Fair warning, reader: The Mammoth Book of Nightmare Stories collects 16 rare tales of terror penned by the most frightening minds in horror. From paranormal visions to bone-chilling narratives of madness and murder, these twisted stories are not to be read at night—unless of course you like to be scared …
Celebrated horror and dark fantasy author Stephen Jones serves as the editor of the anthology. The five-time Bram Stoker Award winner looked to the legendary horror volumes of the past while assembling his latest collection. He also asked a number of the contemporary authors featured within to select their "favorite stories and novellas that, for one reason or another, they felt had been unjustly overlooked."
The result? Killer horror gems by Neil Gaiman, Caítlin R. Kiernan, Ramsey Campell, Poppy Z. Brite, Michael Marshall Smith, and more that are dying to be read. The Mammoth Book of Nightmare Stories is available now in paperback; the ebook will be released on February 19, 2019. We’ve got a peek at what lurks within.
In the following excerpt of "The Unfortunate", bestselling author Tim Lebbon taps into the real-life terror of a plane going down. For many, it’s impossible to imagine a more horrifying experience. But for the unfortunate soul at the center of this tale, the nightmare has just begun.
Read on for an excerpt of The Mammoth Book of Nightmare Stories, and then buy the book.
He had found them in the water. At least he liked to think he found them but later, in the few dark and furtive moments left to him when his mind was truly his own, he would realize that this was not the case. They found him. Gods or fairies or angels or demons—mostly just one or another, but sometimes all four—they appeared weak and delicate.
It was not long, however, before Adam knew that looks count for nothing.
Put on your life jackets, the cabin crew had said. Only inflate them when you’re outside the aircraft. Use the whistle to attract attention, and make for one of the life rafts. As if disaster had any ruling factor, as if control could be gained over something so powerful, devastating, and final.
As soon as the 747 hit the water, any semblance of control vanished. This was no smooth crash landing, it was a catastrophe, the shell splitting and the wings slicing through the fuselage and a fire—brief but terrible—taking out First Class and the cockpit. There was no time even to draw away from the flames before everything fell apart, and Adam was pitched into a cool, dark, watery grave. Alison, he thought, and although she was not on the flight—she was back at home with Jamie—he felt that she was dead already. Strange, considering it was he who was dying.
Because in the chaos, he knew that he was about to die. The sounds of rending metal and splitting flesh had been dampened by their instant submersion in the North Atlantic, but a new form of blind panic had taken over. Bubbles exploded around him, some of them coming from inside torn bodies, and sharp, broken metal struck out at him from all around. The cold water masked the pain for a while, but he could still feel the numbness where his leg had been, the ghostly echo of a lost limb. He wondered whether his leg was floating above or below him. Then he realized that he could not discern up or down, left or right, and so the idea was moot. He was blinded too, and he did not know why. Pain? Blood? Perhaps his eyes were elsewhere, floating around in this deathly soup of waste and suffering, sinking to the seabed where unknown bottom-crawlers would snap them up and steal everything he had ever seen with one dismissive clack of their claws.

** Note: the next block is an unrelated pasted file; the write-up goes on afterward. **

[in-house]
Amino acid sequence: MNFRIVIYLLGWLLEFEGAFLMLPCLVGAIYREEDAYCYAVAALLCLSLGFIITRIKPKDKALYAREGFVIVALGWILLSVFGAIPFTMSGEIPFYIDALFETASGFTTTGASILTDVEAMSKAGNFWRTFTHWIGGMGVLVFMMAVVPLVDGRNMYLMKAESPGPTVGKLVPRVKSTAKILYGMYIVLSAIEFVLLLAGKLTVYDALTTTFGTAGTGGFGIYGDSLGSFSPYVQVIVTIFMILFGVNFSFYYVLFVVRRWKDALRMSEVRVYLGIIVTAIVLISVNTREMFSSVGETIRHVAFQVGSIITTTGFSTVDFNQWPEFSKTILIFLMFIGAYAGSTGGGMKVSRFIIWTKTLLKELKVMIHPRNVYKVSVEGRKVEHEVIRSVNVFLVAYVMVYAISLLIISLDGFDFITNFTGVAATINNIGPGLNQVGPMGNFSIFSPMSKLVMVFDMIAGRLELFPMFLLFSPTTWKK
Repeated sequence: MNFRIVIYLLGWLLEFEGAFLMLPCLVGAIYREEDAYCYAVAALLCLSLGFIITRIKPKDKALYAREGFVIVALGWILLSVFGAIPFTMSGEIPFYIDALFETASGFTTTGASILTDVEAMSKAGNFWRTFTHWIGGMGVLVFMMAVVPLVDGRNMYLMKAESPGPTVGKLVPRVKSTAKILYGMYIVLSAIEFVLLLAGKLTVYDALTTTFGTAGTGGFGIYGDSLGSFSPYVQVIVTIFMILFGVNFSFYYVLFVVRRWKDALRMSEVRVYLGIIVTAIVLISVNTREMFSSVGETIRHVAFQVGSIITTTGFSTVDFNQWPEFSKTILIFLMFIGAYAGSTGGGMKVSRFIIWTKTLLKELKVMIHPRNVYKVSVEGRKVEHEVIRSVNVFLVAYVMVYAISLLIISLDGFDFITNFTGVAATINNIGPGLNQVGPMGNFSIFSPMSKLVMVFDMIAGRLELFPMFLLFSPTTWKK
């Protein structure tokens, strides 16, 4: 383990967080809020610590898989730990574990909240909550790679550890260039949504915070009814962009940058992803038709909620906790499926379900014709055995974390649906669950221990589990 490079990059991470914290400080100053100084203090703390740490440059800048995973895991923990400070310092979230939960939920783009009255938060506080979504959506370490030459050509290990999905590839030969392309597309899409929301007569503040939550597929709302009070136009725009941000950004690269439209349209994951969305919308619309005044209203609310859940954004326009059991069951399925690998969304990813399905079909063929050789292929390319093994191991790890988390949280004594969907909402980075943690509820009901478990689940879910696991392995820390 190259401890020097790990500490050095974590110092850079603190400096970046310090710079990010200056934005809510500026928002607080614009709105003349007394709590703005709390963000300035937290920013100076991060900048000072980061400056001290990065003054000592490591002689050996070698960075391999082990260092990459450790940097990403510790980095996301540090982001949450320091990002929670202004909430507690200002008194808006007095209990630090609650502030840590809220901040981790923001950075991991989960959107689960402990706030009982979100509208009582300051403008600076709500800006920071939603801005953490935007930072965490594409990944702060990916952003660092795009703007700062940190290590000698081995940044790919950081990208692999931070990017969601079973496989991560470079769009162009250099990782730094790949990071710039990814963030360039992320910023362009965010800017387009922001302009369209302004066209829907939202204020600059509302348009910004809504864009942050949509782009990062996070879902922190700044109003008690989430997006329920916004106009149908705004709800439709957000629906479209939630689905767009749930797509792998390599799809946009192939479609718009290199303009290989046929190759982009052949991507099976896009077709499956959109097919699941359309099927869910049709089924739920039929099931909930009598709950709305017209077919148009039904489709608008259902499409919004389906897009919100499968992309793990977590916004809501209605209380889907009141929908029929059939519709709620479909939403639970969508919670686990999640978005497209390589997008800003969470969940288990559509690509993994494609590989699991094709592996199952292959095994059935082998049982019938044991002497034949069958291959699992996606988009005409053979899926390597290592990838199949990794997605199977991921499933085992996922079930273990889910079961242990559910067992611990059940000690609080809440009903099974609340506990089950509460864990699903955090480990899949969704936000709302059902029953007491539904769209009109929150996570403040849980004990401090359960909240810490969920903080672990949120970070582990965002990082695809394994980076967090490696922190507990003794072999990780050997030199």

He had read accounts of how young children could live for up to an hour submerged in freezing water. They still retained a drowning reflex from being in the womb, their vocal chords contracted and drew their throats shut, and as long as they expelled the first rush of water from their lungs they could survive. Body temperature would drift down to match their surroundings, heart rate would halve, oxygen to the brain would be dramatically lessened, brain activity drawn in under a cowl of unconsciousness. So why, then, was he thinking all this now? Why panic? He should be withdrawing into himself, creating his own mini-existence where the tragedies happening all around him, here and now, could not break through.
Why not just let everything happen as it would?
Adam opened his eyes and finally saw through the shock. A torn body floated past him, heading down, trailing something pale and fleshy behind it. It had on a pair of shorts and Bart Simpson socks. No shoes. Most people kicked off their shoes on a long-haul flight.